Walter E. Williams

"Minimum Wage Cruelty" (4/14/10) was my column about the unemployment effects of Congress' 2007 minimum wage increase on the canning industry in American Samoa, a U.S. territory in the far Pacific Ocean. The 2007 legislation mandated 50 cents annual increases in Samoan minimum wages until it reached the U.S. mainland's hourly minimum of $7.25. In response, Chicken of the Sea International moved its operation from Samoa to a highly automated cannery plant in Lyons, Ga. That resulted in roughly 2,000 jobs lost in Samoa and a gain of 200 jobs in Georgia. Prior to minimum wage increases, Samoan wages were about $3.25 an hour. With the legislated increases, Samoa's minimum wage is $5.25. So the question is: Which is preferable for the Samoan worker -- being employed at $3.25 an hour or being unemployed at $5.25? Which buys more of life's essentials?

The Samoa News (April 10, 2010) reported that American Samoa's Gov. Togiola Tulafono warned Congress more than once that American Samoa is "destined for very serious economic difficulties" if nothing is done to change provisions of federal law which mandate annual minimum wage increases.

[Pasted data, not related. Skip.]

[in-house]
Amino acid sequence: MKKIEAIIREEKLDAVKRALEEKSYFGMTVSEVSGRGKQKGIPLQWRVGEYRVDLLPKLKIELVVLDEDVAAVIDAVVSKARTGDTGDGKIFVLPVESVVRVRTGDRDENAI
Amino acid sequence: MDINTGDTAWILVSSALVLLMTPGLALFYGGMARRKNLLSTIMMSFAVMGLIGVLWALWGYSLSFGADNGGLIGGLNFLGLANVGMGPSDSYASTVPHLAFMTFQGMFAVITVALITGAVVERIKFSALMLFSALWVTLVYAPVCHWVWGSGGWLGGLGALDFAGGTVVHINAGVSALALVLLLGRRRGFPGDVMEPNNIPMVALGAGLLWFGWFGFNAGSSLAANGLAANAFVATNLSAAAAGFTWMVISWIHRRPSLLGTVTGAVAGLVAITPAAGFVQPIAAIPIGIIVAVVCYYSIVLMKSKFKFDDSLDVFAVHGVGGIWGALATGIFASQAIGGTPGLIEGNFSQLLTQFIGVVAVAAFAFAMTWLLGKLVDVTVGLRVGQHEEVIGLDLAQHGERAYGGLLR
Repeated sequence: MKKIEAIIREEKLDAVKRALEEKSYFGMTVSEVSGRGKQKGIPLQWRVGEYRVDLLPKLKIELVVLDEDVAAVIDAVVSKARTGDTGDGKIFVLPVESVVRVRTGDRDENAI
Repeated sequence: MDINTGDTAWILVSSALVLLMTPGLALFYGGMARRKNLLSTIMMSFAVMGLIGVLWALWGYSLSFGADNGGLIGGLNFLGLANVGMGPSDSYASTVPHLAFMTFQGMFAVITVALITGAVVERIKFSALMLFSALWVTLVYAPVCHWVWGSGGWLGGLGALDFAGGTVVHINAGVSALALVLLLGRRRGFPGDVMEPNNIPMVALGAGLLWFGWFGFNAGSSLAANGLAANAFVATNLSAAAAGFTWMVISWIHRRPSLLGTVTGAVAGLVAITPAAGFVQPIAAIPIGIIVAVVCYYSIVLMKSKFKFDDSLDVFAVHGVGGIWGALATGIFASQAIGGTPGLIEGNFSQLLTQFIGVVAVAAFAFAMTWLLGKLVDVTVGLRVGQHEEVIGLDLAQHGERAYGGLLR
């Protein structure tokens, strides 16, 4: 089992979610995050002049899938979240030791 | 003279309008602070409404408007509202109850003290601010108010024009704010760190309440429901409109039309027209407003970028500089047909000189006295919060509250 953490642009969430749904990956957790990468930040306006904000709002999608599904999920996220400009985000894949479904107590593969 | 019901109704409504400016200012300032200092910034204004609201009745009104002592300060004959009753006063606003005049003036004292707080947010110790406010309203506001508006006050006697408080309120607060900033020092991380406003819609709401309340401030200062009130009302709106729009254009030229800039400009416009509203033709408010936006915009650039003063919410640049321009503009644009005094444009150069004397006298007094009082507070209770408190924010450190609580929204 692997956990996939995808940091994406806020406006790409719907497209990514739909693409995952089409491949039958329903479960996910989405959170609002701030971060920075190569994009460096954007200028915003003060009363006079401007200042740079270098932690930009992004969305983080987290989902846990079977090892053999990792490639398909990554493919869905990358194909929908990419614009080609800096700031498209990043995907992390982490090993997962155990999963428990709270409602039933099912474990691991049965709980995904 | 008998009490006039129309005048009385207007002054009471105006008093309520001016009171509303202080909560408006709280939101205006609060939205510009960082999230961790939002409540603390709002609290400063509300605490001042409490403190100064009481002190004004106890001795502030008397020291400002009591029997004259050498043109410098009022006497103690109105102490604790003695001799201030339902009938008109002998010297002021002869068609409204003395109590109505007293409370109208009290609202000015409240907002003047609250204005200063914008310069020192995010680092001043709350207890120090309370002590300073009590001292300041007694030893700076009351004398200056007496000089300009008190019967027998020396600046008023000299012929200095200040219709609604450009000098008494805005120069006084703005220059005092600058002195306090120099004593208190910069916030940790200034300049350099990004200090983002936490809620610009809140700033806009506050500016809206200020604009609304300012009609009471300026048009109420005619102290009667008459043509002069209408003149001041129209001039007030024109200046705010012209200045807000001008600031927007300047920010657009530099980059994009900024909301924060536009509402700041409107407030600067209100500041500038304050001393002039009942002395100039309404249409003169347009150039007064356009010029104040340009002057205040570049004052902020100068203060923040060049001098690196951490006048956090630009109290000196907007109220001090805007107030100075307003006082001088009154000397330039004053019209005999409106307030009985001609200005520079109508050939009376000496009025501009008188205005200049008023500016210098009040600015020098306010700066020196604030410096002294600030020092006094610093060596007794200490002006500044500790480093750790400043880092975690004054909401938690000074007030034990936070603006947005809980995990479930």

Rush Limbaugh

On May 14th, the governor's warnings bore distasteful fruit. StarKist, the island's remaining cannery, announced that between 600 and 800 people will be laid off over the next six months, reducing the company's Samoan workforce from a high of more than 3,000 in 2008 to less than 1,200 workers. StarKist CEO Don Binotto said it's difficult to compete when Samoan workers' wages are nearly 10 times those of its competitors in Thailand and other countries.

Labor unions are the major supporters of increases in the minimum wage. Even though the overwhelming majority of their members earn multiples of the minimum wage, they spend millions upon millions lobbying for minimum wage increases. They do it because higher minimum wages protect their members from competition with low-skill, low-wage workers. Most other minimum wage supporters are decent people with a concern for low-wage workers, but their actions suffer from a misguided vision of how the world operates.


Walter E. Williams

Dr. Williams serves on the faculty of George Mason University as John M. Olin Distinguished Professor of Economics and is the author of 'Race and Economics: How Much Can Be Blamed on Discrimination?' and 'Up from the Projects: An Autobiography.'
 
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